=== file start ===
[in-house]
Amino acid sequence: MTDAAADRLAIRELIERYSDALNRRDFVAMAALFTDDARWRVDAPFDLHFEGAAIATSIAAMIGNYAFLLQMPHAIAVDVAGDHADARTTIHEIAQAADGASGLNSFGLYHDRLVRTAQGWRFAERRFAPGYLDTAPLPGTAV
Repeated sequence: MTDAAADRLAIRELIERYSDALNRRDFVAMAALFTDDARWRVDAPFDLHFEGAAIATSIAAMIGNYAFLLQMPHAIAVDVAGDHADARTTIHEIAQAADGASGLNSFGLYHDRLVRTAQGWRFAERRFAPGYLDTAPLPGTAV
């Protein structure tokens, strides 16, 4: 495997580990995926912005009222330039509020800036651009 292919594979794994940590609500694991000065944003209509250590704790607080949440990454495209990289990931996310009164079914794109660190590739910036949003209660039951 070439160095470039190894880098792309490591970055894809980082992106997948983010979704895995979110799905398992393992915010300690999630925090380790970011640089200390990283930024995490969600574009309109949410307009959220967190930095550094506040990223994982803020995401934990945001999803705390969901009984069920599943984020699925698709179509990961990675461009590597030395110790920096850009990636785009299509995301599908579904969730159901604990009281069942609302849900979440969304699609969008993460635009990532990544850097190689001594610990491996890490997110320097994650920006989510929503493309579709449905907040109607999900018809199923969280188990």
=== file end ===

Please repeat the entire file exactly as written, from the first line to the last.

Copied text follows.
[in-house]
Amino acid sequence: MTDAAADRLAIRELIERYSDALNRRDFVAMAALFTDDARWRVDAPFDLHFEGAAIATSIAAMIGNYAFLLQMPHAIAVDVAGDHADARTTIHEIAQAADGASGLNSFGLYHDRLVRTAQGWRFAERRFAPGYLDTAPLPGTAV
Repeated sequence: MTDAAADRLAIRELIERYSDALNRRDFVAMAALFTDDARWRVDAPFDLHFEGAAIATSIAAMIGNYAFLLQMPHAIAVDVAGDHADARTTIHEIAQAADGASGLNSFGLYHDRLVRTAQGWRFAERRFAPGYLDTAPLPGTAV
């Protein structure tokens, strides 16, 4: 495997580990995926912005009222330039509020800036651009 292919594979794994940590609500694991000065944003209509250590704790607080949440990454495209990289990931996310009164079914794109660190590739910036949003209660039951 070439160095470039190894880098792309490591970055894809980082992106997948983010979704895995979110799905398992393992915010300690999630925090380790970011640089200390990283930024995490969600574009309109949410307009959220967190930095550094506040990223994982803020995401934990945001999803705390969901009984069920599943984020699925698709179509990961990675461009590597030395110790920096850009990636785009299509995301599908579904969730159901604990009281069942609302849900979440969304699609969008993460635009990532990544850097190689001594610990491996890490997110320097994650920006989510929503493309579709449905907040109607999900018809199923969280188990």